By Harry Tamrazian in Prague
Tatul Manaserian, an Armenian parliamentarian arrested in the United States last month, is facing several years in prison on three counts of “child-stealing” and a related armed assault, Californian police told to RFE/RL on Monday.
It was the first official confirmation that a 1997 child custody dispute with his U.S.-based former wife was the main reason for Manaserian’s surprise detention at the Dulles airport in Washington on January 15. He spent about two weeks in an immigration jail in the state of Virginia before being flown to the San Bernardino County, California.
“He is in our biggest jail here,” a spokesman for the San Bernardino police department said, listing four articles of the California Penal Code on which Manaserian has been indicted.
“I guess that’s child-stealing, violation of the custody order. There is also an assault with a deadly weapon charge out of [Los Angeles],” he said.
Two of the criminal code articles envisage up to four years’ imprisonment for those who “maliciously take, entice away, keep, withhold, or conceal” a child from their legal custodian or deprive the latter of the right to custody. Manaserian is also charged with an assault “likely to produce great bodily injury.” This accusation also carries up to four years in prison.
The police spokesman could not specify when the alleged assault took place and who was its victim. “I don’t have the date for it,” he said.
He also said that Manaserian will remain in custody until the end of his trial which has yet to get underway. “He wouldn’t be able to post any bail. No bail will be offered,” he said without elaborating.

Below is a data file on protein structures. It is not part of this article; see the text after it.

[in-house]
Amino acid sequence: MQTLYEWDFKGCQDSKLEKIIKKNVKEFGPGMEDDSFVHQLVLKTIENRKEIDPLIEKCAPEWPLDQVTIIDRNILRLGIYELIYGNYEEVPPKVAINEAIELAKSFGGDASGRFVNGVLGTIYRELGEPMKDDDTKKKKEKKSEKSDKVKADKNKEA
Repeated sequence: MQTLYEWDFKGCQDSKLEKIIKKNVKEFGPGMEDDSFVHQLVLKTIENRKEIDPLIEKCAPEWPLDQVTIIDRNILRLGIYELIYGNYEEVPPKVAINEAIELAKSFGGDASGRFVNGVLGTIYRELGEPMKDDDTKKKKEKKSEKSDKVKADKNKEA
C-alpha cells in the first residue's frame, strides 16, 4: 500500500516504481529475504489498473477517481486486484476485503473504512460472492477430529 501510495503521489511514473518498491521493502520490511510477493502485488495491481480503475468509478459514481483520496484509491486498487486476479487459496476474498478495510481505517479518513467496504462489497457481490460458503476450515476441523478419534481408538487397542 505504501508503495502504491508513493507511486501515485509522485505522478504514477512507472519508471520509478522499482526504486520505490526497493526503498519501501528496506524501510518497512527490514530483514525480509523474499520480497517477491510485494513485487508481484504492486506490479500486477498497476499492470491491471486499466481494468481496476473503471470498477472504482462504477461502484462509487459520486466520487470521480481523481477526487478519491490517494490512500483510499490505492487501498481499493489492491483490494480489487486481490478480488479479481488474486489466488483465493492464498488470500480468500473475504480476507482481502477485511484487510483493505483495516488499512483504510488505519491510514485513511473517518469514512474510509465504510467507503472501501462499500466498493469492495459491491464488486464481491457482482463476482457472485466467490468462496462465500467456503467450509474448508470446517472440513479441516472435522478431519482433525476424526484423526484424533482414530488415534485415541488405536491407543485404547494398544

A senior member of Armenia’s largest opposition alliance, Manaserian lived and worked in the U.S. from 1992 through 1997, reportedly teaching economics at a college in California. He returned home with his teenage son who was said to have been flown to Armenia without the consent of his mother and Manaserian’s former wife, Nune Simonian.
Manaserian’s relatives say an Armenian court awarded custody of the boy to his father before Simonian took him back to Los Angeles later in 1997. The case against the Armenian lawmaker suggests that she was considered her son’s custodian by U.S. authorities before the ruling.
“A custody order obtained after the taking, enticing away, keeping, withholding, or concealing of a child does not constitute a defense to a crime charged under this section,” reads a clause in the California Penal Code.
Manaserian carried an Armenian diplomatic passport when he was detained by officials from the U.S. Department of Homeland Security (DHS). U.S. and Armenian government officials say the passport did not give him immunity from arrest as he is not a diplomat accredited with the U.S. State Department and arrived in the country on a private trip.